The field of medicine is mired with old software and systems that process and deliver patient information. This is also true for lab results – the way they are currently delivered is difficult for many patients to read or understand, making it a challenge to own and better understand their health. My Labs is an app concept for how we might redesign the way that lab results are delivered for blood work, and possibly other medical information.
Lab Results Are Hard to Understand
If you’ve ever received a complete report of your blood work, the samples here might look familiar. These long, detailed and esoteric documents are difficult to scan visually and make it challenging for patients to have a synthesized view of their health. Even within medical systems designed for a better patient experience, like OneMedical, the ordering doctor or a supporting nurse will always write a summary of findings along with the lab. This is aside from the ensuing follow-up with the physician, if one is needed. The intent of this exploration was to begin to surface a better way of presenting this information, to hopefully empower patients to better understand and own their health records, and to in turn enable better conversations with their providers in pursuit of their wellbeing.
A mobile app makes for a portable tool that can be readily accessible for patients at a moment’s notice. Tablet and web formats could be supported in the future, but I began tackling the challenge in its most simplified and reduced form through an iOS app prototype. There were a few key areas I considered in the process:
1. Account creation and how a patient accesses their labs
For this exploration, and hoping a concept like this could grow into a universally-accessible health wallet, I assumed this app would be unattached to other services. For this reason, it would need unique and universal information to setup an account and connect to results. These would be social security number, name and birth date, etc.
2. Viewing results
The patient would able to see any available lab reports. When selecting a lab, the header would show a summary of the lab outcomes, along with a recommendation to speak with a doctor if any values seemed out of range. Contact information for the ordering doctor along with a photo supports trust through familiarity with their physician, and enables communication as needed for any concern the patient might have.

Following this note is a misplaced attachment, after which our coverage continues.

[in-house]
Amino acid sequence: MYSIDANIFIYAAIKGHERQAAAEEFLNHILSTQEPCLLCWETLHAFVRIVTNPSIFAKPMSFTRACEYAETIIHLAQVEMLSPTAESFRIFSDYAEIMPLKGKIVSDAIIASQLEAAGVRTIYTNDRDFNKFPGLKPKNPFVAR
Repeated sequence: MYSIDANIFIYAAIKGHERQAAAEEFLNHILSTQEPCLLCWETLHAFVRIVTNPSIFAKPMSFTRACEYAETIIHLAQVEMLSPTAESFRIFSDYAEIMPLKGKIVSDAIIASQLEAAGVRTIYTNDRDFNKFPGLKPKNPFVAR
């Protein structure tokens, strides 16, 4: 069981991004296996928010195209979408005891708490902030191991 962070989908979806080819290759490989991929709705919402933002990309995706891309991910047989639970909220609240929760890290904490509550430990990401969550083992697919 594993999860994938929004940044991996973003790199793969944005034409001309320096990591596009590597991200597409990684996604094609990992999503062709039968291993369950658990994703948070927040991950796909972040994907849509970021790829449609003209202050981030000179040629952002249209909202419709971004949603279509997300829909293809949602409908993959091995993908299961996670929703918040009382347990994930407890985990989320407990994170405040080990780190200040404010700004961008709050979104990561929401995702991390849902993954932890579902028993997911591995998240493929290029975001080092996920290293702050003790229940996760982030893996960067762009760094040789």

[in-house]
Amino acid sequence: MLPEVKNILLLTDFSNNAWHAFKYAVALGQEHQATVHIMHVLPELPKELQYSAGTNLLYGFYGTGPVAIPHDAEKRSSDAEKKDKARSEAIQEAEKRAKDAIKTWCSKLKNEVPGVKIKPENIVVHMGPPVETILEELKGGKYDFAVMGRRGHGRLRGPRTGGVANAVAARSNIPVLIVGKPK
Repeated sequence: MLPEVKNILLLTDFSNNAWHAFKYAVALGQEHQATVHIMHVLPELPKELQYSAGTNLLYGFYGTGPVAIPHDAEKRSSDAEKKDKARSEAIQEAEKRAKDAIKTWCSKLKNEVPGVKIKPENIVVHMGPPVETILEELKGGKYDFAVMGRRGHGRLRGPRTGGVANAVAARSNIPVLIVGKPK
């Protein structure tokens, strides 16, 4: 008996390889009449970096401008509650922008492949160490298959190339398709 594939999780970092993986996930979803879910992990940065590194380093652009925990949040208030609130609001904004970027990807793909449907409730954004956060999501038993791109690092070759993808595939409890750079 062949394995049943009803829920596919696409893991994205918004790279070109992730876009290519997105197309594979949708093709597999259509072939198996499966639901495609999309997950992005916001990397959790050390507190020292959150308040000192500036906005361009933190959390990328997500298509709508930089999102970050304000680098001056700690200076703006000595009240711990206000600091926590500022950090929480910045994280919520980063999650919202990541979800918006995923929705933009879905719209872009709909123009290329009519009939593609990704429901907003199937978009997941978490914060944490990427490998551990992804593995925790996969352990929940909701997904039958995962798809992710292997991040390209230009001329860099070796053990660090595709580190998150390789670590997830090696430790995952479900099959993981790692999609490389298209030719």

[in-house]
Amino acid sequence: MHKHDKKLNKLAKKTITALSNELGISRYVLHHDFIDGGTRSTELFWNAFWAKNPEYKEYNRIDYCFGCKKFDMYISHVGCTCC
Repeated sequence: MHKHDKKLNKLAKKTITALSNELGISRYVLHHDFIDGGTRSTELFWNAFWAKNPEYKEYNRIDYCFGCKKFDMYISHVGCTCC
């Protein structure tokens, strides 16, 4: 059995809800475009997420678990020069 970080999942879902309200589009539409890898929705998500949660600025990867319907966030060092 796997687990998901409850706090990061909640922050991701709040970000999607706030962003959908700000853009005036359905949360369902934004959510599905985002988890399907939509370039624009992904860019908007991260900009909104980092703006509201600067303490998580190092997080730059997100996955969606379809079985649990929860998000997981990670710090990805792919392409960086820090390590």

3. Contacting doctors through messaging
Taking advantage of the portability and immediacy of the phone, a messaging service would enable patients to communicate with their doctors asynchronously while directly being able to reference the lab results they observed. An option to call was also added for more immediate concerns or questions.
UI & Layout
The structure and tone of the app is approachable rather than formal, to evoke familiarity and support understanding. Navigation is simple and exposes all key parts of the app. While removing the bottom nav would accommodate more real estate for the results, the use case is likely to occur infrequently enough that the app should be self-explanatory without hidden menus. The bottom nav could be tucked away as a user scrolls down on results.
Interaction & Motion
Transitions support navigation and correlations between elements. Soft, eased motion curves help evoke calm and a friendly, refined tone. See the prototype videos below for some examples.
The color palette has blue as a main color, which is traditionally associated with trust and safety. A light and saturated hue supports a modern and lighthearted tone. Warm greys are welcoming, while the use of white emphasizes simplicity and clarity. Soft green and orange are used for communicating status of results, while avoiding the use of more alarming red hues. A sans-serif logo with uppercase, heavyset typography highlights establishment and trust. The preceding mark evokes the tiles viewed in the results while anchoring with the wordmark.